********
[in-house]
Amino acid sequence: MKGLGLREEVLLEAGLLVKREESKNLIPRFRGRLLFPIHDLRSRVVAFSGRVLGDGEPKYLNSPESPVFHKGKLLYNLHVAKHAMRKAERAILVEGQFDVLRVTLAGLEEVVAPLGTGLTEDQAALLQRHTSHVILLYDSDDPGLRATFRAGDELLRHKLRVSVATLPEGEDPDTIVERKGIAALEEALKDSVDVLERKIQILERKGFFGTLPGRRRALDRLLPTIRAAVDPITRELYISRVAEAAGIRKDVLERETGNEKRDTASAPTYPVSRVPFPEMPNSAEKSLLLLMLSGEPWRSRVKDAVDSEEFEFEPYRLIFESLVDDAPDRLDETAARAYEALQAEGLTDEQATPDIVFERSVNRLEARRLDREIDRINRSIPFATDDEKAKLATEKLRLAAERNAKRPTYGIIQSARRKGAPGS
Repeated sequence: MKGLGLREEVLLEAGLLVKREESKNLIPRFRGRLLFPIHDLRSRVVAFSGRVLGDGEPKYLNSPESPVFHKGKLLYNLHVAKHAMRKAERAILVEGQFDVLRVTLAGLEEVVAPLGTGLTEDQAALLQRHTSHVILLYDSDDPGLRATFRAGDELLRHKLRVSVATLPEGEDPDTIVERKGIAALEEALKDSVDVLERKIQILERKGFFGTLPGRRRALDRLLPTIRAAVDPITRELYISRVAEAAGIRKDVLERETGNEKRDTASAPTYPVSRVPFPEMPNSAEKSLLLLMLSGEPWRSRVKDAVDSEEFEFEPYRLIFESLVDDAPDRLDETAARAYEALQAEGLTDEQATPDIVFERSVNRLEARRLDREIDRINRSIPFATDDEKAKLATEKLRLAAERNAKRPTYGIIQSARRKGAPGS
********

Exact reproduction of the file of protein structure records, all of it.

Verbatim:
[in-house]
Amino acid sequence: MKGLGLREEVLLEAGLLVKREESKNLIPRFRGRLLFPIHDLRSRVVAFSGRVLGDGEPKYLNSPESPVFHKGKLLYNLHVAKHAMRKAERAILVEGQFDVLRVTLAGLEEVVAPLGTGLTEDQAALLQRHTSHVILLYDSDDPGLRATFRAGDELLRHKLRVSVATLPEGEDPDTIVERKGIAALEEALKDSVDVLERKIQILERKGFFGTLPGRRRALDRLLPTIRAAVDPITRELYISRVAEAAGIRKDVLERETGNEKRDTASAPTYPVSRVPFPEMPNSAEKSLLLLMLSGEPWRSRVKDAVDSEEFEFEPYRLIFESLVDDAPDRLDETAARAYEALQAEGLTDEQATPDIVFERSVNRLEARRLDREIDRINRSIPFATDDEKAKLATEKLRLAAERNAKRPTYGIIQSARRKGAPGS
Repeated sequence: MKGLGLREEVLLEAGLLVKREESKNLIPRFRGRLLFPIHDLRSRVVAFSGRVLGDGEPKYLNSPESPVFHKGKLLYNLHVAKHAMRKAERAILVEGQFDVLRVTLAGLEEVVAPLGTGLTEDQAALLQRHTSHVILLYDSDDPGLRATFRAGDELLRHKLRVSVATLPEGEDPDTIVERKGIAALEEALKDSVDVLERKIQILERKGFFGTLPGRRRALDRLLPTIRAAVDPITRELYISRVAEAAGIRKDVLERETGNEKRDTASAPTYPVSRVPFPEMPNSAEKSLLLLMLSGEPWRSRVKDAVDSEEFEFEPYRLIFESLVDDAPDRLDETAARAYEALQAEGLTDEQATPDIVFERSVNRLEARRLDREIDRINRSIPFATDDEKAKLATEKLRLAAERNAKRPTYGIIQSARRKGAPGS